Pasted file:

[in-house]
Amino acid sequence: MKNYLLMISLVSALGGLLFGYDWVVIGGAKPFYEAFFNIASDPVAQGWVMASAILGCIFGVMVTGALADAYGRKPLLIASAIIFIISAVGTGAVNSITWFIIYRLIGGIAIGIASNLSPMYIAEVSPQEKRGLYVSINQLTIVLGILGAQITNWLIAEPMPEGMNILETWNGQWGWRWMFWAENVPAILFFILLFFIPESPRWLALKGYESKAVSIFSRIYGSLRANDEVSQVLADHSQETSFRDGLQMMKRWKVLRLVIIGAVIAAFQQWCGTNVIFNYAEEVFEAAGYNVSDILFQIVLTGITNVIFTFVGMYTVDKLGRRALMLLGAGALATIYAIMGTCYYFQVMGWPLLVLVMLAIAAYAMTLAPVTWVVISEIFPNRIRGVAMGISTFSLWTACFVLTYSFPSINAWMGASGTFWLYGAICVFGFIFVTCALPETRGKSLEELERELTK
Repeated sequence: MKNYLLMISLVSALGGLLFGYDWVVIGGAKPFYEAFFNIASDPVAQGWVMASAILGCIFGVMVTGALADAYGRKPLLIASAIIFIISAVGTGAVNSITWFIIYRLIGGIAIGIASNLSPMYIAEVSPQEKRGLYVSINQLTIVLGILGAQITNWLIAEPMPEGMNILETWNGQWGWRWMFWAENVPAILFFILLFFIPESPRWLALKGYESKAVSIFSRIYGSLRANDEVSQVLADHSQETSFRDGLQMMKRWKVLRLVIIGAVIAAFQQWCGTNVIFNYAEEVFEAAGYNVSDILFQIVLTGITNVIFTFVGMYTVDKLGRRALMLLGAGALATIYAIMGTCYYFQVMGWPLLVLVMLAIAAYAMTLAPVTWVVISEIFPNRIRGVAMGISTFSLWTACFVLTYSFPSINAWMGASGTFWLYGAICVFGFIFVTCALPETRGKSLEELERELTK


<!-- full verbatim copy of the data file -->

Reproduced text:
[in-house]
Amino acid sequence: MKNYLLMISLVSALGGLLFGYDWVVIGGAKPFYEAFFNIASDPVAQGWVMASAILGCIFGVMVTGALADAYGRKPLLIASAIIFIISAVGTGAVNSITWFIIYRLIGGIAIGIASNLSPMYIAEVSPQEKRGLYVSINQLTIVLGILGAQITNWLIAEPMPEGMNILETWNGQWGWRWMFWAENVPAILFFILLFFIPESPRWLALKGYESKAVSIFSRIYGSLRANDEVSQVLADHSQETSFRDGLQMMKRWKVLRLVIIGAVIAAFQQWCGTNVIFNYAEEVFEAAGYNVSDILFQIVLTGITNVIFTFVGMYTVDKLGRRALMLLGAGALATIYAIMGTCYYFQVMGWPLLVLVMLAIAAYAMTLAPVTWVVISEIFPNRIRGVAMGISTFSLWTACFVLTYSFPSINAWMGASGTFWLYGAICVFGFIFVTCALPETRGKSLEELERELTK
Repeated sequence: MKNYLLMISLVSALGGLLFGYDWVVIGGAKPFYEAFFNIASDPVAQGWVMASAILGCIFGVMVTGALADAYGRKPLLIASAIIFIISAVGTGAVNSITWFIIYRLIGGIAIGIASNLSPMYIAEVSPQEKRGLYVSINQLTIVLGILGAQITNWLIAEPMPEGMNILETWNGQWGWRWMFWAENVPAILFFILLFFIPESPRWLALKGYESKAVSIFSRIYGSLRANDEVSQVLADHSQETSFRDGLQMMKRWKVLRLVIIGAVIAAFQQWCGTNVIFNYAEEVFEAAGYNVSDILFQIVLTGITNVIFTFVGMYTVDKLGRRALMLLGAGALATIYAIMGTCYYFQVMGWPLLVLVMLAIAAYAMTLAPVTWVVISEIFPNRIRGVAMGISTFSLWTACFVLTYSFPSINAWMGASGTFWLYGAICVFGFIFVTCALPETRGKSLEELERELTK